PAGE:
The first naked restaurant in Japan has been accused of bare-faced cheek – for barring podgy diners from entering.
Customers can expect to be weighed when they turn up to eat, and if they are found to be 15 kilos over the average weight for a person of their height, they’ll be turned away.
The Amrita in Tokyo, which opens next month, also has strict age restrictions, with only patrons between 18 and 60 allowed in. Oh, and tattoos are not allowed, either.
Rules posted on the restaurant’s website state: “If you are more than 15 kilograms (33 pounds) above the average weight for your height, we ask you refrain from making a reservation,” and goes on to explain anyone who looks overweight will be put on the scales.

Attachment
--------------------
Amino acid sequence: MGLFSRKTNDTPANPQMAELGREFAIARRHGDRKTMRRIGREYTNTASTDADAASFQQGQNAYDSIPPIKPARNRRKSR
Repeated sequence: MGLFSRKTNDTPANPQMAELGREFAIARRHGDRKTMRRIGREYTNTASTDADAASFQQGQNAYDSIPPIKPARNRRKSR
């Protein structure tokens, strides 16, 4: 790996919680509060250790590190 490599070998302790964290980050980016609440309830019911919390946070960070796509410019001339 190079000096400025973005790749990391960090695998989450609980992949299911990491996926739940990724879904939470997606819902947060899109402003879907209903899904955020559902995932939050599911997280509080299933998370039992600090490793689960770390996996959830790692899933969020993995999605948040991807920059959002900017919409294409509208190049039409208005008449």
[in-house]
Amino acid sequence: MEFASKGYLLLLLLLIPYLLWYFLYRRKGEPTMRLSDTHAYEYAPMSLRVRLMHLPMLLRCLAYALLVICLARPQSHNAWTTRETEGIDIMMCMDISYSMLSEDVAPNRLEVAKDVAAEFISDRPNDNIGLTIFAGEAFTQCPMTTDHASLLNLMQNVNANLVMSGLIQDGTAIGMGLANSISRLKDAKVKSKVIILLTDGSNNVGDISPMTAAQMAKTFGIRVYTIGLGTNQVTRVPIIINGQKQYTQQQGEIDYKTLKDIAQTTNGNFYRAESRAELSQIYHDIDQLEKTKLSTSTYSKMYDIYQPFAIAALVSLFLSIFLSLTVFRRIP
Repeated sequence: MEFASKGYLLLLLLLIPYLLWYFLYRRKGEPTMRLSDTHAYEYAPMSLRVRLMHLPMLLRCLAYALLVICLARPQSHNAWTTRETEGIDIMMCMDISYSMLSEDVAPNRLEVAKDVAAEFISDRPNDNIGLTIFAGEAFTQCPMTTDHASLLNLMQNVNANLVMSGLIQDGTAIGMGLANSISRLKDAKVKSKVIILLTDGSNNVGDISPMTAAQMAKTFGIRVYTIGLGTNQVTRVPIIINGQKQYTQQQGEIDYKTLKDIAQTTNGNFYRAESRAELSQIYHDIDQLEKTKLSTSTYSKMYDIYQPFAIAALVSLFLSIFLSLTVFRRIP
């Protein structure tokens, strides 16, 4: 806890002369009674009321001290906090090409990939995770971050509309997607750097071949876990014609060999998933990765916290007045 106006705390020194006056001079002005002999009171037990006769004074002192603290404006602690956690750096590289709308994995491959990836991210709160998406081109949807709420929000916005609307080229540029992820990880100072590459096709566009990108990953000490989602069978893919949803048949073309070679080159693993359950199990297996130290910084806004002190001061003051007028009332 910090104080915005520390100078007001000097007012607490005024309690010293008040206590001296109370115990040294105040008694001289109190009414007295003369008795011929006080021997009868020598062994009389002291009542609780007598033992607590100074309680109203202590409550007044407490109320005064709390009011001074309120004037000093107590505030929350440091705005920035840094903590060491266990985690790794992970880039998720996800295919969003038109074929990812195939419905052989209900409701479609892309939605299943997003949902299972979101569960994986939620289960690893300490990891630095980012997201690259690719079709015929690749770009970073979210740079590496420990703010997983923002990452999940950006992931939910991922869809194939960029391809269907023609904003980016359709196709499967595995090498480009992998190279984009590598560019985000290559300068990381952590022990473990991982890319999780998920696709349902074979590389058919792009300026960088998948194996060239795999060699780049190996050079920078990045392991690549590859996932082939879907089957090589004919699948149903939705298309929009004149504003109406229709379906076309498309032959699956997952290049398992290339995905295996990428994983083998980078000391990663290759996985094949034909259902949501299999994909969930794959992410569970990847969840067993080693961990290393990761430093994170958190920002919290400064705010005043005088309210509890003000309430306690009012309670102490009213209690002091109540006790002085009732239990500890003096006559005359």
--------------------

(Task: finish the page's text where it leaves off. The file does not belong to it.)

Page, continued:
Naked restaurants have opened in London and Australia, but they go for full nudity. The Japanese, perhaps being a bit more reserved, will give diners paper underwear to wear during their meals.
The restaurant opens on July 29, and fatties who fail the weight test will not be entitled to a refund.
Its rules also specify customers must not “cause a nuisance to other guests” by touching or talking to them. They must also lock away mobile phones and cameras in a table-top box.
Guests will fork out up to 80,000 yen (US $750) for tickets entitling them to eat food served by muscle-bound men wearing g-strings and watch a dance show featuring male models.
Meal tickets, not including a show, will cost from 14,000 to 28,000 yen depending on choice of menu.